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Aquila chrysaetos is a highly successful generalist predatory bird. Its distribution is Holarctic and predominantly northern hemisphere, although its populations extend into the tropics in Mexico, the Middle East, Africa and possibly Asia. It is not considered invasive anywhere and is threatened by population declines throughout most of its range; in some countries it is legally protected or actively conserved. In the mid-1990s, the range of A. chrysaetos expanded to include the Channel Islands of coastal California; the eagles reached the islands naturally, although this was made possible by DDT-driven extinction of local bald eagle (Haliaeetus leucocephalus) populations and the availability of non-native local food resources. It resulted in a dramatic reduction of the population of endemic island grey foxes (Urocyon littoralis); the eagles were eventually trapped and removed to allow fox populations to recover. Golden eagles very rarely nest near humans but they have occasionally been recorded in urban settings. There has been at least one unsuccessful introduction (southern Appalachians, USA), and at least one successful reintroduction (Ireland), but there are no instances in which golden eagles have been considered invasive.

Taxonomic Tree

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  • Domain: Eukaryota
  •     Kingdom: Metazoa
  •         Phylum: Chordata
  •             Subphylum: Vertebrata
  •                 Class: Aves
  •                     Order: Falconiformes
  •                         Family: Accipitridae
  •                             Genus: Aquila
  •                                 Species: Aquila chrysaetos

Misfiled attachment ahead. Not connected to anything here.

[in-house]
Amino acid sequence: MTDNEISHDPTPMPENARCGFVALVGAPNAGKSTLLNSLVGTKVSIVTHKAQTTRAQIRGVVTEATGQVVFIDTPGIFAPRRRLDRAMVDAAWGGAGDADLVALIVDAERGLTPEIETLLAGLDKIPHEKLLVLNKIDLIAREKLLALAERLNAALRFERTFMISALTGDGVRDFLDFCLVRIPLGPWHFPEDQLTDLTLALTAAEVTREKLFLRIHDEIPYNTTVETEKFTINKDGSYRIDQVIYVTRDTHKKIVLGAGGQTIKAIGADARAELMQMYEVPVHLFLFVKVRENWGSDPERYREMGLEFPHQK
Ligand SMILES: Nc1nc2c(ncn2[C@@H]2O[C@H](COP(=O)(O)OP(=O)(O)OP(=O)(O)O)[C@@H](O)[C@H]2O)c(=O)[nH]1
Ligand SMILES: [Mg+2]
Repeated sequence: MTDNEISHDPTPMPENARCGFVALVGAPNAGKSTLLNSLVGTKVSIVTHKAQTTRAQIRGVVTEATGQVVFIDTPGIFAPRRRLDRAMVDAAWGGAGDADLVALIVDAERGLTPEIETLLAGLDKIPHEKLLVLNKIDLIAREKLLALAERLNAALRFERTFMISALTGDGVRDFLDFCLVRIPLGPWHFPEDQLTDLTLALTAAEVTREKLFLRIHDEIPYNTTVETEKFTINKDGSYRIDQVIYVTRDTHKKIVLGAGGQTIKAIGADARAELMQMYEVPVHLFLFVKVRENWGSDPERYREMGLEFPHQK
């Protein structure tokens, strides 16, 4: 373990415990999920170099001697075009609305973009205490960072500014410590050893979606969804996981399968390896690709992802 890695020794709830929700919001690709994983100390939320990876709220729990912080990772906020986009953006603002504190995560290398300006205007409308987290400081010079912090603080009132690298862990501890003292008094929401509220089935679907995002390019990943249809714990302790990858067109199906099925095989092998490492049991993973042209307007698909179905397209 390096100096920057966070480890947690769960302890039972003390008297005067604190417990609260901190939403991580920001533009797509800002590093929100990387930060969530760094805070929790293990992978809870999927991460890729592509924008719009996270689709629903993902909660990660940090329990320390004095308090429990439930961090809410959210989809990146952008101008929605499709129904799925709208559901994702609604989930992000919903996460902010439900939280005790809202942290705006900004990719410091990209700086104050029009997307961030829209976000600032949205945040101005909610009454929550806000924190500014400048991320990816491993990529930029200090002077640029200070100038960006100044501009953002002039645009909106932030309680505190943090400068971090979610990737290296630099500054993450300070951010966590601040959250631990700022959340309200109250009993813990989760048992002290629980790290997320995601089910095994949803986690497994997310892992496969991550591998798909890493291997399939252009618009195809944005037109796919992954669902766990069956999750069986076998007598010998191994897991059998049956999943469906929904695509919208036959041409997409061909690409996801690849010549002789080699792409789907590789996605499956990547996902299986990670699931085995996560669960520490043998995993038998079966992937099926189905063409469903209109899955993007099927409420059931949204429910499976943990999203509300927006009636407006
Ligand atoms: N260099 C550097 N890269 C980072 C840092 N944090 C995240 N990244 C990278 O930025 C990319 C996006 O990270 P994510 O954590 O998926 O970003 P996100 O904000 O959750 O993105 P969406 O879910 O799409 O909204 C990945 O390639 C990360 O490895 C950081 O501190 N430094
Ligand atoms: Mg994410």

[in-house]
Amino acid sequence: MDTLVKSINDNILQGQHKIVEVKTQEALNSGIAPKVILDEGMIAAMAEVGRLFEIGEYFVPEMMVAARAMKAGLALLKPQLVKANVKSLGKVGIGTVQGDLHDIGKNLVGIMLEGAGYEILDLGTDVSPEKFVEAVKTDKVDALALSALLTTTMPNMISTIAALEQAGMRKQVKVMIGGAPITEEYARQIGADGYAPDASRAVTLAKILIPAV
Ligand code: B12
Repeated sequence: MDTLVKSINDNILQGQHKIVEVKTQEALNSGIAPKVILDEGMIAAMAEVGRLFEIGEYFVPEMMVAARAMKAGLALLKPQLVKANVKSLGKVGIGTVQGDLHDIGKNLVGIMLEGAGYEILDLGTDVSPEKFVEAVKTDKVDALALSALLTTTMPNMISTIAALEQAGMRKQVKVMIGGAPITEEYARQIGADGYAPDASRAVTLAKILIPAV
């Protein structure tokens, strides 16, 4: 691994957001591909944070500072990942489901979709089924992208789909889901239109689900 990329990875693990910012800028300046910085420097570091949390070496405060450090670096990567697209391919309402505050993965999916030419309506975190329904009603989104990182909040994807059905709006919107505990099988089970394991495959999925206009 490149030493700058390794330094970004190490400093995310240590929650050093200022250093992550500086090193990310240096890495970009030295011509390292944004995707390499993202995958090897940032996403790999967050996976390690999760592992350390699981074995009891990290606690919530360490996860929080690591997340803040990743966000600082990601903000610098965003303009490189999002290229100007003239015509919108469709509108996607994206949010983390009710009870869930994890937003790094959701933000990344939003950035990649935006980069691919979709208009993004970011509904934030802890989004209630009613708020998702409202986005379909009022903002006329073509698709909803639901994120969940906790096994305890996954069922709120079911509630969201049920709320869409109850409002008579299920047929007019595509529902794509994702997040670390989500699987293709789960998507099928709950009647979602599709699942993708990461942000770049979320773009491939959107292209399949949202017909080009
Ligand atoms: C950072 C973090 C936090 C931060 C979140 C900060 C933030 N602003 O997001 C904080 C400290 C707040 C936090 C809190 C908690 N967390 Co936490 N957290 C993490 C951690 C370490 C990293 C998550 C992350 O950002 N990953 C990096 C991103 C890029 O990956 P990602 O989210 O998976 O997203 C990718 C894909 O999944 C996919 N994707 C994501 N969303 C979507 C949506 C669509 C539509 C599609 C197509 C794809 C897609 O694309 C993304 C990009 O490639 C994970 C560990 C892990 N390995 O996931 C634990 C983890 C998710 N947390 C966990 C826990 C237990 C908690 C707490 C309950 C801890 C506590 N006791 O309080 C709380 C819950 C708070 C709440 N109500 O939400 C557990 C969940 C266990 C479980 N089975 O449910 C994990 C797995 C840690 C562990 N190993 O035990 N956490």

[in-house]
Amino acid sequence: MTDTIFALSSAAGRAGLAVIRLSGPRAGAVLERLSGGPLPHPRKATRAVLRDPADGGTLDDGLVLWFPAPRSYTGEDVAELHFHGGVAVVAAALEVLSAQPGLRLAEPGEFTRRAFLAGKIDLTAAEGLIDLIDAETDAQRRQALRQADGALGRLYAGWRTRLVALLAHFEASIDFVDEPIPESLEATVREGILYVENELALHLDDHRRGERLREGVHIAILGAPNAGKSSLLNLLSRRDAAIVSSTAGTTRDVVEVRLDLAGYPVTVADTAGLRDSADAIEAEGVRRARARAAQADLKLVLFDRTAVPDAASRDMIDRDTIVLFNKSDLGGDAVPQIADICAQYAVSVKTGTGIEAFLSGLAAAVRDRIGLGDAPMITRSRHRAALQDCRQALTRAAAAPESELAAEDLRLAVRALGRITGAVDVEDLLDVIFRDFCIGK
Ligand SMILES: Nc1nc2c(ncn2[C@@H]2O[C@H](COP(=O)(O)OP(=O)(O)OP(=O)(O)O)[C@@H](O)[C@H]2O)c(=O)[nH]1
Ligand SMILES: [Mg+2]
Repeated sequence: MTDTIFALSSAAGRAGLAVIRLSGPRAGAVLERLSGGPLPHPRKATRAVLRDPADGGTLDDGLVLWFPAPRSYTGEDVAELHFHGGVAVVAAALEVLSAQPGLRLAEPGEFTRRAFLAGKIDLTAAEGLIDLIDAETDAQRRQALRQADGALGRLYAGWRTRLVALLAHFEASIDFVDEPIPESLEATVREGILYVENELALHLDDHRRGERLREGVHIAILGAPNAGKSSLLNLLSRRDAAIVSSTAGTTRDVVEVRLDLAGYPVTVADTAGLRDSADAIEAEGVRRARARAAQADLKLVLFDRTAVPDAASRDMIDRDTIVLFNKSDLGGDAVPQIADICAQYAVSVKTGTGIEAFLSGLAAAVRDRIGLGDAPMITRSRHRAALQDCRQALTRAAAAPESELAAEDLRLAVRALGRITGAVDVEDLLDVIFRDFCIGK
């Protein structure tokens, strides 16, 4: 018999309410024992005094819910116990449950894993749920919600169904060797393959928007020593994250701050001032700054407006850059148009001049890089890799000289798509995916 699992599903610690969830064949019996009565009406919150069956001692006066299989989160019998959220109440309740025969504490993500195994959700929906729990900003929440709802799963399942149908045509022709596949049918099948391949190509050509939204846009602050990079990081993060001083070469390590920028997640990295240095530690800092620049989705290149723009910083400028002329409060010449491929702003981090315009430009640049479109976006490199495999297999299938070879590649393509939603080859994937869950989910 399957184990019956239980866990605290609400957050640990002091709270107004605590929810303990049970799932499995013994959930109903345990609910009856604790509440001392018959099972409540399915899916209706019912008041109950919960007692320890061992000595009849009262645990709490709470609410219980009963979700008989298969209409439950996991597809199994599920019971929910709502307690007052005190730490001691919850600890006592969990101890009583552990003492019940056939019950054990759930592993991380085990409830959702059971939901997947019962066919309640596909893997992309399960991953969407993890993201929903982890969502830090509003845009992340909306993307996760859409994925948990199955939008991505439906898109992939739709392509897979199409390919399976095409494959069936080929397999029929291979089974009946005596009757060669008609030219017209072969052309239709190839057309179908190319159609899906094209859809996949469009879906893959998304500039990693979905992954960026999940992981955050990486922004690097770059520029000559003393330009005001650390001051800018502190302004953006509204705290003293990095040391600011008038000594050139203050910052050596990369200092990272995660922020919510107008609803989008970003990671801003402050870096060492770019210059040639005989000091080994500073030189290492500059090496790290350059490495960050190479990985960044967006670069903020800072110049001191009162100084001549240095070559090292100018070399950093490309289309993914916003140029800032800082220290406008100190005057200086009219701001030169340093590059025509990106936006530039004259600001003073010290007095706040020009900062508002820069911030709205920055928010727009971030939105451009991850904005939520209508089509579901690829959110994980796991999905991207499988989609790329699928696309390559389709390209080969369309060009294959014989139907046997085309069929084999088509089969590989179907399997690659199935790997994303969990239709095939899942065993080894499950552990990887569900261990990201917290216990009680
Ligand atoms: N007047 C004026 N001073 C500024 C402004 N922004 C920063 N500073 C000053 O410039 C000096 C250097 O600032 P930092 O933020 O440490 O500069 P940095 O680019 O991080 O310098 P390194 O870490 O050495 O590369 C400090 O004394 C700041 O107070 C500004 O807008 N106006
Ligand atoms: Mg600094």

Notes on Taxonomy and Nomenclature

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The taxonomic status and relationships of golden eagles and other hawks and eagles is of interest and in revision. Mitochondrial DNA places A. chrysaetos relatively close to several other Aquila eagles (A. verreauxii, A. audax, A. gurneyi), and also to some eagles which are sometimes placed in the genus Hieraaetus (especially Bonelli’s eagle, A. fasciata or H. fasciatus) (Lerner and Mindell, 2005). Additional work is needed to establish the taxonomic relationships of A. chrysaetos to its other relatives.

Description

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A. chrysaetos weigh from 3-6 kg and have a wingspan of approximately 2 m, with males smaller than females. Adults are predominantly dark brown with paler feathers around the back of the head (giving the species its name); juveniles are a richer chocolate brown with conspicuous white wing and tail patches (Scottish Natural Heritage, undated).

See Watson (2010) for additional details on this species.

Distribution

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A. chrysaetos has a wide range covering much of North America, Europe, Asia except for the south and southeast, and parts of northern Africa. It is uncommon to scarce across its range (IUCN, 2015); on the other hand occasional vagrants may be found in those parts of this general area that do not have established populations (T. Katzner, US Geological Survey, Boise, Idaho, USA, personal communication, 2016).

Distribution Table

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The distribution in this summary table is based on all the information available. When several references are cited, they may give conflicting information on the status. Further details may be available for individual references in the Distribution Table Details section which can be selected by going to Generate Report.

Continent/Country/RegionDistributionLast ReportedOriginFirst ReportedInvasiveReferenceNotes

Asia

AfghanistanWidespreadNative Not invasive Ferguson-Lees and Christie, 2001
ArmeniaWidespreadNative Not invasive Ferguson-Lees and Christie, 2001; Ashpole et al., 2015
AzerbaijanWidespreadNative Not invasive Ferguson-Lees and Christie, 2001; Ashpole et al., 2015